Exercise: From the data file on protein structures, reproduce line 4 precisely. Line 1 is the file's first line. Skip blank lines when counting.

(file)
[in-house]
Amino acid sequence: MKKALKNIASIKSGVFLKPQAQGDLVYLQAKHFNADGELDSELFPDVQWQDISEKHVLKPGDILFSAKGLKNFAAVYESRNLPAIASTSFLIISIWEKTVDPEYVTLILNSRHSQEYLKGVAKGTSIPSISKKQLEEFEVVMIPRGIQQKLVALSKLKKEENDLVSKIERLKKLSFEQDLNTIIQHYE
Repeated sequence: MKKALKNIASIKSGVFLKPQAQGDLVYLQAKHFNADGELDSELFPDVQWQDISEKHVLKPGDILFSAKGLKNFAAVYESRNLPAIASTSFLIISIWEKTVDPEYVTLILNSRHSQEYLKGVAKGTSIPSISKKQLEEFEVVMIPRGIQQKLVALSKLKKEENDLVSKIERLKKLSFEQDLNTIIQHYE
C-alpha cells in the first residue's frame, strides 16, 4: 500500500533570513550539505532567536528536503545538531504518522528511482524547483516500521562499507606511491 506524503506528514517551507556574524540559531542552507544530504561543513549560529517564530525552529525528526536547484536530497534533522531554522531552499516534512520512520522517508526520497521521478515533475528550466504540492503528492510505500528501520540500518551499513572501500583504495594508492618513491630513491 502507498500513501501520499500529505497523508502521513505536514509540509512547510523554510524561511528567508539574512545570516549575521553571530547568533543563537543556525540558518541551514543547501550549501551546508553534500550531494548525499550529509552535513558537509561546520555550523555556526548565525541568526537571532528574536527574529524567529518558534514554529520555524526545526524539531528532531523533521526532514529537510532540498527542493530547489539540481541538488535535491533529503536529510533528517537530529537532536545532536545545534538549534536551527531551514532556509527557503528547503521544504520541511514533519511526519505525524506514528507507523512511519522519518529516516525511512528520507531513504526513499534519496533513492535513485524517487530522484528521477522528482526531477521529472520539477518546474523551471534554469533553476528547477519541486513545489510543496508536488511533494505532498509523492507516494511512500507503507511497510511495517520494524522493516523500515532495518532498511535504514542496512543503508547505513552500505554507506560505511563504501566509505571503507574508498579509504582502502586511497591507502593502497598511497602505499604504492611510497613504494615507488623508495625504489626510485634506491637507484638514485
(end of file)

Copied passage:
C-alpha cells in the first residue's frame, strides 16, 4: 500500500533570513550539505532567536528536503545538531504518522528511482524547483516500521562499507606511491 506524503506528514517551507556574524540559531542552507544530504561543513549560529517564530525552529525528526536547484536530497534533522531554522531552499516534512520512520522517508526520497521521478515533475528550466504540492503528492510505500528501520540500518551499513572501500583504495594508492618513491630513491 502507498500513501501520499500529505497523508502521513505536514509540509512547510523554510524561511528567508539574512545570516549575521553571530547568533543563537543556525540558518541551514543547501550549501551546508553534500550531494548525499550529509552535513558537509561546520555550523555556526548565525541568526537571532528574536527574529524567529518558534514554529520555524526545526524539531528532531523533521526532514529537510532540498527542493530547489539540481541538488535535491533529503536529510533528517537530529537532536545532536545545534538549534536551527531551514532556509527557503528547503521544504520541511514533519511526519505525524506514528507507523512511519522519518529516516525511512528520507531513504526513499534519496533513492535513485524517487530522484528521477522528482526531477521529472520539477518546474523551471534554469533553476528547477519541486513545489510543496508536488511533494505532498509523492507516494511512500507503507511497510511495517520494524522493516523500515532495518532498511535504514542496512543503508547505513552500505554507506560505511563504501566509505571503507574508498579509504582502502586511497591507502593502497598511497602505499604504492611510497613504494615507488623508495625504489626510485634506491637507484638514485